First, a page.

Ford Lightning - This truck is based on the fleetside F-150. Stiffer spring rates front and rear, larger sway bars, Monroe Formula GP shocks and a 4x4 Pitman steering stabilizer bar help the handling. The truck sits 1 inch lower than a standard F150 in front, and 2.5 inches lower at the rear. The tires are 275/60HR17 Firestone Firehawk GTA radials mounted on 17x8-inch alloy wheels. The truck is powered by a 351-cubic-inch Windsor V-8 with several GT-40 modifications (similar to parts used on the mustang Cobra). The engine has special hypereutectic pistons and a recontoured flat-tappet camshaft. GT40 heads with bigger valves and ports. Air flows through a 65mm throttle body to the tublar intake, and then exits through tublar headers and a dual-exhaust system with four catalytic converters. The engine produces 240hp at 4200 rpm and 340 pound-feet of torque at 3200 rpm. Ford's E40D transmission was recalibrated, routing the power through an unusual 4-inch aluminum driveshaft to a limited-slip rear axle. Gauges include a 6000-rpm tach and 120-mph speedometer. The seats are special high-back buckets with Lightning embroidering. Visit the Ford Lightning Club Web Page.
GMC Syclone - Based on the S-10 pickup, this awesome all-wheel-drive truck boasts a turbocharged, intercooled 4.3L V-6 rated at 280hp and 350 lb. feet of torque. These trucks, capable of producing sub 5-second 0-60 mph times, were produced in limited numbers, only 2998 trucks in 1991. The $25,000 sticker price seemed a little high for a small pickup, but there was nothing else like it. Visit Sport Machines and the Syclone/Typhoon mailing list site for more information.
GMC Typhoon - With the same powerplant and all-wheel-drive as the Syclone, this truck was based on the 2-door "Jimmy" S-15/Blazer. Only 2500 of these trucks were made for 1992, and 2200 more were produced in 1993. This SUV from hell was priced at $30,000. See Sport Machines and the Syclone/Typhoon mailing list site for more information.
GMC Sonoma GT - In 1992 GMC had a limited production run of the Sonoma GT, a high-performance two-wheel-drive version of the sonoma pickup fitted with the L35 195hp 4.3-liter V6 and an automatic transmission. The truck featured special body cladding, and a front-end treatment and gauge package similar to the all-wheel-drive Syclone. Visit Sport Machines for more information.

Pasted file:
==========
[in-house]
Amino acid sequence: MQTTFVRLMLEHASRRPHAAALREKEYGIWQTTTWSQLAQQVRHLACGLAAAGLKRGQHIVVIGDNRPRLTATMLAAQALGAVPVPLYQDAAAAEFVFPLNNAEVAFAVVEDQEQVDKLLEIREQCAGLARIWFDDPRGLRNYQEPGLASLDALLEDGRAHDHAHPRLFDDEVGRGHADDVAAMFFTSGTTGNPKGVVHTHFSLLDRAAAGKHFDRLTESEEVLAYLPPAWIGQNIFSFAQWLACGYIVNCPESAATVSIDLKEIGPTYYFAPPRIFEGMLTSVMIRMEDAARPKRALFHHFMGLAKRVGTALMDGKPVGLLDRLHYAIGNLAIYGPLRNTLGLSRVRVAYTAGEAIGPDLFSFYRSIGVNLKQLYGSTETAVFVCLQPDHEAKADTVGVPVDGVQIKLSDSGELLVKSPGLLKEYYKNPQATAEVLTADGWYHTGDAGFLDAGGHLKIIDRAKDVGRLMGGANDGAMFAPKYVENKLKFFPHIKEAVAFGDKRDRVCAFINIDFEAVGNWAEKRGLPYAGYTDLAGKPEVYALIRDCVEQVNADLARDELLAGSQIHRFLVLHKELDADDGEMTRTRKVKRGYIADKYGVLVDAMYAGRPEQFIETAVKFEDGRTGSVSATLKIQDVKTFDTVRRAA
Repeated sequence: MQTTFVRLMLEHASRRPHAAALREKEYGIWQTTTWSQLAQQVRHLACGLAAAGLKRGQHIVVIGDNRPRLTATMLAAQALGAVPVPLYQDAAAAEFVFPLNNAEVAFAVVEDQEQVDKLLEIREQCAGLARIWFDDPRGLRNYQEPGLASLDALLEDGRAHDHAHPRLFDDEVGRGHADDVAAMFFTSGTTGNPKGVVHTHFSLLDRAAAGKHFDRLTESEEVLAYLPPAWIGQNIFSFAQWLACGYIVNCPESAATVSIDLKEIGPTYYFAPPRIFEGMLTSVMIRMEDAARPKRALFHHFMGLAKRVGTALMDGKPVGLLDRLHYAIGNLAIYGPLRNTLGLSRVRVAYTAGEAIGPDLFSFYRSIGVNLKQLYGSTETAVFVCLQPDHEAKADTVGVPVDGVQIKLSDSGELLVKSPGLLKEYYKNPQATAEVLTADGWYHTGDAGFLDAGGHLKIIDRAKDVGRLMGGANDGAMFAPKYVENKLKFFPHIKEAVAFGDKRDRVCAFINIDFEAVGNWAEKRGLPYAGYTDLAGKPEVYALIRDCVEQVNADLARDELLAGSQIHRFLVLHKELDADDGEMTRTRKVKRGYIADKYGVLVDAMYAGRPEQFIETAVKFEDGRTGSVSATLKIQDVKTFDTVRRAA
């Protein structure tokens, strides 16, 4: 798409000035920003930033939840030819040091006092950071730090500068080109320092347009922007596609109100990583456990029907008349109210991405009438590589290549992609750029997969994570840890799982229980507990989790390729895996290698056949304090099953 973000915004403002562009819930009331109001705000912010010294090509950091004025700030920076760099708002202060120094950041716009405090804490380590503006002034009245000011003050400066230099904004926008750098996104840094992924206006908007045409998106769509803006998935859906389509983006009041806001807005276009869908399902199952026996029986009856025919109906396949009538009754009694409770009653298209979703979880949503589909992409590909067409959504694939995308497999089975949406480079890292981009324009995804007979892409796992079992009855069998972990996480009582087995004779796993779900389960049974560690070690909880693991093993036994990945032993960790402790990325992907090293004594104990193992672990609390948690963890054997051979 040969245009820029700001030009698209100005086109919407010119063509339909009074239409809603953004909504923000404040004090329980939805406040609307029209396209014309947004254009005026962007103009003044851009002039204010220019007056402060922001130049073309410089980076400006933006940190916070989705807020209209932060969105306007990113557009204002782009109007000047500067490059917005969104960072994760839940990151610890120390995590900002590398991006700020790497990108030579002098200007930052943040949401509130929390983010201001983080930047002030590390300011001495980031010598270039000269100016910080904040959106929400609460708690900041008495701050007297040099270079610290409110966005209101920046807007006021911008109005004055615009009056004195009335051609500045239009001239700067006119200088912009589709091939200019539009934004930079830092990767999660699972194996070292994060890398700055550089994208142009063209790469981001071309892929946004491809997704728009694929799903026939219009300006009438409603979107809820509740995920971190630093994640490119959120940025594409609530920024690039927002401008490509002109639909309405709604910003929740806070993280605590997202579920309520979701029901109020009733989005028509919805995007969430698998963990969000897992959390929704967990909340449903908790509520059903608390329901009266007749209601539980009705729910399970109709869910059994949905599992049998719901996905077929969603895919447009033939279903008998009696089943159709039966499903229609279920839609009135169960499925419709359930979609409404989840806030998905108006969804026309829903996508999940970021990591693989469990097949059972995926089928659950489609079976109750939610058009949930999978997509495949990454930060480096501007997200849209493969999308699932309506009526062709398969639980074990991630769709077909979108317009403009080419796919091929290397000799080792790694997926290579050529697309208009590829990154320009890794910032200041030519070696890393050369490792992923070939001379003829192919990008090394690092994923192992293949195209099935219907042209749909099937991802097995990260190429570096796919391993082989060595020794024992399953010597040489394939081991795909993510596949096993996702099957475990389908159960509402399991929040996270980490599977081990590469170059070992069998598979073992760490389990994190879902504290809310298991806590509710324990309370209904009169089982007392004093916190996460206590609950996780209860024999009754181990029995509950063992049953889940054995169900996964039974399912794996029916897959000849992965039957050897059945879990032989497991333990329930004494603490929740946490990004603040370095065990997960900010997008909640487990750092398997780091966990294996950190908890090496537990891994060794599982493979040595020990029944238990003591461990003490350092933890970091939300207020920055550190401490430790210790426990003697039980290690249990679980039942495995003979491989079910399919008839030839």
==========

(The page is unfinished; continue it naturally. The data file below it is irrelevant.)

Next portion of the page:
Chevrolet S-10 Cameo - Chevrolet made a limited production of the Cameo S-10 from '89 to '91. The package included Cameo decals, a sport suspension, complete ground effects kit (including diving lights and a roll pan), and high-back bucket seats, although some models lacked the gound effects and high-back buckets. In 1990 the 4.3L V6 was added as standard equipment boosting power to about 185 hp. The trucks feature 15x7 ralley wheels wrapped in P215/65R-15 Goodyear Eagle GT rubber. The sticker price on a loaded S-10 ran about $16,000.
Dodge Shelby Dakota - In 1989, Dodge added a 5.2-liter V8 to its midsize pickup, creating the Shelby Dakota. Included on the Shelby were custom 5-spoke alloy wheels and shelby graphics and decals. Only 1500 Shelby Dakotas were built: 900 red and 600 white.
Dodge Dakota Convertible - A Convertible truck, from the factory. Why not? Dodge made a limited number of convertible Dakotas in 1989 and 1990.
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Factory Sport Truck History - What started it all?
Model A Roadster Pickup - Perhaps one of the earliest sport trucks was this special version of the Model A, the sport roadster model. This truck was produced from about 1928 to 1931, and featured a convertible top. The truck tops out at just over 45 mph, and mechanical brakes are the only way to slow down, but the truck was most certainly a sport truck in its day.
Dodge Li'l Red Express - Dodge built this limited production high perfomance pickup in 1978 and 1979. It started as a short wheelbase, step-side pickup. A special 360 cubic inch V-8 engine was added, producing 225 hp at 3800 rpm, and 295 lb/ft of torque at 3200 rpm. This engine was backed by a modified LoadFlite automatic transmission with a shift kit and high stall torque converter, mated to a 3.55:1 Sure Grip rear end. Hot Rod Magzine reported a 14.7 second quarter-mile at 93 mph. These trucks are rare, however, with only 2,188 shipped during 1978 and 5,118 in 1979. The 6100-lb truck was the fastest American produced vehicle to 100 mph in 1978. The wheels are chrome five-slot disc road wheels, 15x7-inches up front, and 15x8 at the rear (1979 models used 15x8 wheels all around). Available only in Canyon Red with an array of custom accents, including dual mufflers with chrome-plated vertical tailpipes (behind the cab) with heat shields, chrome-plated valve covers, chrome-plated air-cleaner cover, chrome-plated side steps, an oak utiline body-side and tailgate body trim panels with chrome-headed bolts, and gold decals on the tailgate and doors reading "Li'l Red Express." You can learn more from this Li'l Red Express Page.